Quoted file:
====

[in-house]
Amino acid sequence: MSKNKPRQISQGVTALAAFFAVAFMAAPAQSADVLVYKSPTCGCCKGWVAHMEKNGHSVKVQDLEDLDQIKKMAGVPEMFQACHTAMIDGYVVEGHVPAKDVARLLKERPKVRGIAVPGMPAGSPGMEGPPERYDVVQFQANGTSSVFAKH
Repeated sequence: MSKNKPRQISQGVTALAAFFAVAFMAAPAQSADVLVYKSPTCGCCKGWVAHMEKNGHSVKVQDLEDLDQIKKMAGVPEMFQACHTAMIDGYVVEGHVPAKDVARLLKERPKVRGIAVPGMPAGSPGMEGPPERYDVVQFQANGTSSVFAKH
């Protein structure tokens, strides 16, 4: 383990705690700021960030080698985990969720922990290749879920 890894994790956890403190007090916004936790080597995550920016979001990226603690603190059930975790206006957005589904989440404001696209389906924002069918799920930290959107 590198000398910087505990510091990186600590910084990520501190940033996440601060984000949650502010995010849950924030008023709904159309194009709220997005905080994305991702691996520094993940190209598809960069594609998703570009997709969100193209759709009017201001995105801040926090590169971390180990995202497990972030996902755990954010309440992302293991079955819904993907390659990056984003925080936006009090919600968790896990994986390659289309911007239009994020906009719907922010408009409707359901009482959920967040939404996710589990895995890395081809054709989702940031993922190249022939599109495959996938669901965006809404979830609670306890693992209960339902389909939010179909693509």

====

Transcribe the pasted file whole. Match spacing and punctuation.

[in-house]
Amino acid sequence: MSKNKPRQISQGVTALAAFFAVAFMAAPAQSADVLVYKSPTCGCCKGWVAHMEKNGHSVKVQDLEDLDQIKKMAGVPEMFQACHTAMIDGYVVEGHVPAKDVARLLKERPKVRGIAVPGMPAGSPGMEGPPERYDVVQFQANGTSSVFAKH
Repeated sequence: MSKNKPRQISQGVTALAAFFAVAFMAAPAQSADVLVYKSPTCGCCKGWVAHMEKNGHSVKVQDLEDLDQIKKMAGVPEMFQACHTAMIDGYVVEGHVPAKDVARLLKERPKVRGIAVPGMPAGSPGMEGPPERYDVVQFQANGTSSVFAKH
């Protein structure tokens, strides 16, 4: 383990705690700021960030080698985990969720922990290749879920 890894994790956890403190007090916004936790080597995550920016979001990226603690603190059930975790206006957005589904989440404001696209389906924002069918799920930290959107 590198000398910087505990510091990186600590910084990520501190940033996440601060984000949650502010995010849950924030008023709904159309194009709220997005905080994305991702691996520094993940190209598809960069594609998703570009997709969100193209759709009017201001995105801040926090590169971390180990995202497990972030996902755990954010309440992302293991079955819904993907390659990056984003925080936006009090919600968790896990994986390659289309911007239009994020906009719907922010408009409707359901009482959920967040939404996710589990895995890395081809054709989702940031993922190249022939599109495959996938669901965006809404979830609670306890693992209960339902389909939010179909693509």